If your significant other sends you artful nudes, it'd be pretty nasty to share those pics in the event of your separation. It's a feeling that the Federal Trade Commission shares after handing down a judgment on Craig Brittain, the owner of a website that many believe traded in revenge porn. Is Anybody Down was a site catering for user-submitted smut that, perhaps obviously, was believed to be used by jilted lovers trying to get one over on their exes. The site itself shuttered a while ago, but the FTC has now ruled that Brittain cannot publicly share photos of people online without their permission, and destroy any archives that he still has. Failure to comply with this will be met with a $16,000 fine for each and every individual violation.

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Hello darkness, my old friend. No the image above isn't a minimalist poster for the Jack Nicholson classic Chinatown on Etsy, it's what Grand Theft Auto V's version of Los Angeles looks like when the game's textures are stripped away, leaving just the architecture behind. It's part of a series dubbed los_santos.obj by Kim Laughton, and should you be in the far east, you can check it out at China's Monadigital. As a few of Kotaku's commenters point out, the pieces look just a bit like the indie adventure game Kentucky Route Zero. We're curious, though: What do you think? Monadigital's website was down last we checked, but Laughton's posted more from the series on her Tumblr page in case you're interested in seeing more.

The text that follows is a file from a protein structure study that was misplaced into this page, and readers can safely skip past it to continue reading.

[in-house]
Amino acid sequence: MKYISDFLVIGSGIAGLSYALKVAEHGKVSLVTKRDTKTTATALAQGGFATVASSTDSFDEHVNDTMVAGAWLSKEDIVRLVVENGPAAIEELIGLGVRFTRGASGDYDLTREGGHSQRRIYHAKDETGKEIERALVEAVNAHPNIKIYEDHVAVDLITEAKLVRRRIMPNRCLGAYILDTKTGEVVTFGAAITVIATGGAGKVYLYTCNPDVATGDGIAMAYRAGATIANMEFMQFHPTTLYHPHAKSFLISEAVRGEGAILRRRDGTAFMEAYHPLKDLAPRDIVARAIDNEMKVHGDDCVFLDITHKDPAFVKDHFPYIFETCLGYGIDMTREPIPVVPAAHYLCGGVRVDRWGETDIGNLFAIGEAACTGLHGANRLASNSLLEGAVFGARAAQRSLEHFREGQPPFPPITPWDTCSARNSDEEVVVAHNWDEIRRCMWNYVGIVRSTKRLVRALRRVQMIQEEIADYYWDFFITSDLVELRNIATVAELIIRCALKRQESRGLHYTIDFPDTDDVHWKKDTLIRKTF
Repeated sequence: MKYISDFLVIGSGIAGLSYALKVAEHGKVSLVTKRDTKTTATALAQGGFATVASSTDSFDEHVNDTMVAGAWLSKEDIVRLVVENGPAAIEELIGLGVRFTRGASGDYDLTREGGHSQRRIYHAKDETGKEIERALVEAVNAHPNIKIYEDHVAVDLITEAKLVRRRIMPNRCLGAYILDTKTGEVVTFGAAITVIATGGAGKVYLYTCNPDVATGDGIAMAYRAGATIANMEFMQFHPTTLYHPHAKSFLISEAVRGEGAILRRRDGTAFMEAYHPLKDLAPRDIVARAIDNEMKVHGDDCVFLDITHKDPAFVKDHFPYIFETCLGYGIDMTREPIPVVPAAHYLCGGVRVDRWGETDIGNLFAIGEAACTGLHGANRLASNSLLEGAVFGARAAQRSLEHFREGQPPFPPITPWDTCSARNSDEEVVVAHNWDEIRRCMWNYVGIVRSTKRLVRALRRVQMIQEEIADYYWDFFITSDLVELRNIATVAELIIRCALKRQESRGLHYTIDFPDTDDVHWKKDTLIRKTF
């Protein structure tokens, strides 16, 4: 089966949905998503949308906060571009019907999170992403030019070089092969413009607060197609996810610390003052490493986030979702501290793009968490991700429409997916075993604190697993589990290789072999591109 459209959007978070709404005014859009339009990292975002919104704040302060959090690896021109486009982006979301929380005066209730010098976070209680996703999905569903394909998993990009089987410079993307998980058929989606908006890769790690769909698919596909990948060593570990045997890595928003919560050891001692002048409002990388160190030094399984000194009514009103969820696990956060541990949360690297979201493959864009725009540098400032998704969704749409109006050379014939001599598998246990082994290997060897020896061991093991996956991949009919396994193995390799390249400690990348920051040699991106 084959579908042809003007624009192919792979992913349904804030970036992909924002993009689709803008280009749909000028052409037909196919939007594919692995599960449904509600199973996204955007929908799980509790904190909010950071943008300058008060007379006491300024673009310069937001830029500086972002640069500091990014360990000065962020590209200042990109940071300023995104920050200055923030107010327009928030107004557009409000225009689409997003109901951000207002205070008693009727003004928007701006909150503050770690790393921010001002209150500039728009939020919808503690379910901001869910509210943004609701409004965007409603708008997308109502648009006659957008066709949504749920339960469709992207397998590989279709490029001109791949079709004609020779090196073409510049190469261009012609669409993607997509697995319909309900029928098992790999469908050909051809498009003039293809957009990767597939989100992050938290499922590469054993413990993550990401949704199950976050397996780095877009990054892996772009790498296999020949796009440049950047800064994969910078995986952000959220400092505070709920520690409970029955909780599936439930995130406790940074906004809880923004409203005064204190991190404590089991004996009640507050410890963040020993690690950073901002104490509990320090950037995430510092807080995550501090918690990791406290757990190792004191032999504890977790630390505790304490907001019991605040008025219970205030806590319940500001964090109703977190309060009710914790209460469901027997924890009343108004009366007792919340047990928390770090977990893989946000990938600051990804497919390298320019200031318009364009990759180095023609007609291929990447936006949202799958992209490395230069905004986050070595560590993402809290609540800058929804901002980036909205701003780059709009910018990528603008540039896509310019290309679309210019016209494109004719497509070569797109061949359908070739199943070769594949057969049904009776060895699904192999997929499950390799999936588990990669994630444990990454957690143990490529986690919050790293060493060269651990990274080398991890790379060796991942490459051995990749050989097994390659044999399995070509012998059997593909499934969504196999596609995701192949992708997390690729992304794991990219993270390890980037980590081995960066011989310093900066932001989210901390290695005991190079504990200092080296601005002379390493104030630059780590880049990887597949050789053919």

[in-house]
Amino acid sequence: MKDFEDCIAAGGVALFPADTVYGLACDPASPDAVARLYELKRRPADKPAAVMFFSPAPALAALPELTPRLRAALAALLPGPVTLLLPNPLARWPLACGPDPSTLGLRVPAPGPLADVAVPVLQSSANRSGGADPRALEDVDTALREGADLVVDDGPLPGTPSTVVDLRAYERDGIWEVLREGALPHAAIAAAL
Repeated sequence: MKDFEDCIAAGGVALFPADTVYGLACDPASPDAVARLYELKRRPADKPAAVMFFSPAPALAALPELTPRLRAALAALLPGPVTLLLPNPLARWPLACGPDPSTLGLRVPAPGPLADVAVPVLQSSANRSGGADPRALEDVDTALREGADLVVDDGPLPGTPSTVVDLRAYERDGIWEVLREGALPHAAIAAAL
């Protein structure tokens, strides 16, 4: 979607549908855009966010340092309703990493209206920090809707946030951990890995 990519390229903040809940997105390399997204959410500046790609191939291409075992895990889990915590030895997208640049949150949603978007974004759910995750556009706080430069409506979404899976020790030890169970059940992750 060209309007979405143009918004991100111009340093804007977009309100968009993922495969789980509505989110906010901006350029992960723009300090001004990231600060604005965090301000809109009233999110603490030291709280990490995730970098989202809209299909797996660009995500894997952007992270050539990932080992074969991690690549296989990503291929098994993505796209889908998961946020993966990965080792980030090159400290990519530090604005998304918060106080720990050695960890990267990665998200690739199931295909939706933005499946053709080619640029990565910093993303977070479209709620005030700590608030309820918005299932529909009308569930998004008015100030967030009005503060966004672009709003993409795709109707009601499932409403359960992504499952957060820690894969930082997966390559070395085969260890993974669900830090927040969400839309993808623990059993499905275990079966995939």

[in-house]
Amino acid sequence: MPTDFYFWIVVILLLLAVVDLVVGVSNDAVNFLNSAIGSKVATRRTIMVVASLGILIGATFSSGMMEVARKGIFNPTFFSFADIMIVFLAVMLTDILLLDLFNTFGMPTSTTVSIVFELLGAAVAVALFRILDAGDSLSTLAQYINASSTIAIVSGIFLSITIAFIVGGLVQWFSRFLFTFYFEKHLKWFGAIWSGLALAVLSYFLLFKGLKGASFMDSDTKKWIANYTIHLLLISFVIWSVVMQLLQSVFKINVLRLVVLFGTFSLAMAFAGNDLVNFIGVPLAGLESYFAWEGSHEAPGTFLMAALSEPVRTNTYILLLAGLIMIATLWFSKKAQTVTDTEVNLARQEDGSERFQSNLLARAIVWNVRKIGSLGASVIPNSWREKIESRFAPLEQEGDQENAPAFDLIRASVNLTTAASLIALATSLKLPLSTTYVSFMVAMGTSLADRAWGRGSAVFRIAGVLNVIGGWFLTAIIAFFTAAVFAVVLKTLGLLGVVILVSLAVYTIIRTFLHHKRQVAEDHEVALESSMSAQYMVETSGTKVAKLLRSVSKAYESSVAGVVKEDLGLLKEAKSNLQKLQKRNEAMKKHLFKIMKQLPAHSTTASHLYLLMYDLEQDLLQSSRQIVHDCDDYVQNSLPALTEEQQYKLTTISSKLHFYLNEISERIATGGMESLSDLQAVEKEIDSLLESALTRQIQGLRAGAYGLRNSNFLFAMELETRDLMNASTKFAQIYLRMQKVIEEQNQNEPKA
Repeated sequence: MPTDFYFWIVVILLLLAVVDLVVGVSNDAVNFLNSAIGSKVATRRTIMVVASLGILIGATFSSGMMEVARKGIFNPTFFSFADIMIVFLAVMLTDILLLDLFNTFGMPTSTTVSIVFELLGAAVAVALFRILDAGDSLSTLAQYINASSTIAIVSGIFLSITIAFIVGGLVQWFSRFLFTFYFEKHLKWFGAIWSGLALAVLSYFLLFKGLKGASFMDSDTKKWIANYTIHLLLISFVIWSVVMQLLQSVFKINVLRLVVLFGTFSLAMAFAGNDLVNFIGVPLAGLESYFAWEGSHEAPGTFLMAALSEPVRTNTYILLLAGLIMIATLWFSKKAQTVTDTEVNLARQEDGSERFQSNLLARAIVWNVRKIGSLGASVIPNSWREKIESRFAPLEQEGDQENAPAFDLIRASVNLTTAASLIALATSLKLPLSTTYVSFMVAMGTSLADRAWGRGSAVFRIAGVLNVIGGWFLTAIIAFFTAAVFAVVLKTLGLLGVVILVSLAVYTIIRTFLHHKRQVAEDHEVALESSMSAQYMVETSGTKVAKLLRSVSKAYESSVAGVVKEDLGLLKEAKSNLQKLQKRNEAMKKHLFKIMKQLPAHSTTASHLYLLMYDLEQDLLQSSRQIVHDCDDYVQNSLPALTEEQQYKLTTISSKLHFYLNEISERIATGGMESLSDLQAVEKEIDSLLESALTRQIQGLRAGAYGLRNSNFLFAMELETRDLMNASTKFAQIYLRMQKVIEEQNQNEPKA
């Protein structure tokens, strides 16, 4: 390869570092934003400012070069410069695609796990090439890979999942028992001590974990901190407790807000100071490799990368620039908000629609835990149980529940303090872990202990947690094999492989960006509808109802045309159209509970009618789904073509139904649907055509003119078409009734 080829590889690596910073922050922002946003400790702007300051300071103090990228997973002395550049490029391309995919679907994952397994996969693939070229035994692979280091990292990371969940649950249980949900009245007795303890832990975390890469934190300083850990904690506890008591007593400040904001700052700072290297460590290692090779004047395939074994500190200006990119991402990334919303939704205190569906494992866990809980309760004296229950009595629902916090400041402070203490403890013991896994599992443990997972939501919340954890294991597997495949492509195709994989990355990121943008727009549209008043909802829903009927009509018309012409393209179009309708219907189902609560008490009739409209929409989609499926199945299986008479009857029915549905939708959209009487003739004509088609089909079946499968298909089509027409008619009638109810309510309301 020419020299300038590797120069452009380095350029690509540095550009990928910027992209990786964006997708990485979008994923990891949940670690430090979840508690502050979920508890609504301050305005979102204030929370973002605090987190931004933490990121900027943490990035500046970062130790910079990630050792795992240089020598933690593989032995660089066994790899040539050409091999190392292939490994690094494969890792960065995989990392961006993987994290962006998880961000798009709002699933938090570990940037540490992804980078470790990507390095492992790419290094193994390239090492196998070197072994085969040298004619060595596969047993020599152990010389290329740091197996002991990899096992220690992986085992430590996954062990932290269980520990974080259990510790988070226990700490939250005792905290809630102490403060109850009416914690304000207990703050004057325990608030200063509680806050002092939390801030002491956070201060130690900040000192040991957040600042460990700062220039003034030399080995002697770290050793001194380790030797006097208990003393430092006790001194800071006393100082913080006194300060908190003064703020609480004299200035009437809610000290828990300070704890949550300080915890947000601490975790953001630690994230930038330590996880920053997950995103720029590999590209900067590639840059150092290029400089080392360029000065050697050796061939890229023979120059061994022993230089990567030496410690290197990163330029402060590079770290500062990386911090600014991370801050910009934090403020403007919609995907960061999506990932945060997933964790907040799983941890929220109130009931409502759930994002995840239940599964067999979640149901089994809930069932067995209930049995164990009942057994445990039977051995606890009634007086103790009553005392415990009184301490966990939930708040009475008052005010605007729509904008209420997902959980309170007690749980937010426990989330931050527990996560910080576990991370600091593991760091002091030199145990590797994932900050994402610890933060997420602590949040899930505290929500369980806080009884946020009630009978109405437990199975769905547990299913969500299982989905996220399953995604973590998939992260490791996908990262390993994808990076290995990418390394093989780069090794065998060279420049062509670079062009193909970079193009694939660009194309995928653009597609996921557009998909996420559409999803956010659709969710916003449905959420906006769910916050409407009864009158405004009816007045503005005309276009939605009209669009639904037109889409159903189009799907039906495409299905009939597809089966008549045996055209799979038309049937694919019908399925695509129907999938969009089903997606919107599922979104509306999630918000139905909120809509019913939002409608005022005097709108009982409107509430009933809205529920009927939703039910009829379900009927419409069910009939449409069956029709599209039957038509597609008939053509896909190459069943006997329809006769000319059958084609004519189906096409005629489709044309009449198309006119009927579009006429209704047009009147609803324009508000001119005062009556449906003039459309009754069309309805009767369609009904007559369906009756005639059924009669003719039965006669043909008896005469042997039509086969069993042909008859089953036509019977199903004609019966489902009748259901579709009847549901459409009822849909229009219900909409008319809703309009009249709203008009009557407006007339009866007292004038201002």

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So this is something. The Scandinavian press is buzzing right now with the news that Jay Z is buying the Norwegian company behind the high-quality music streaming service Tidal. The rapper and entrepreneur made a 464 million Krona (roughly $56 million) bid which the company's reviewing board has already reviewed. It's recommending all its shareholders accept the offer.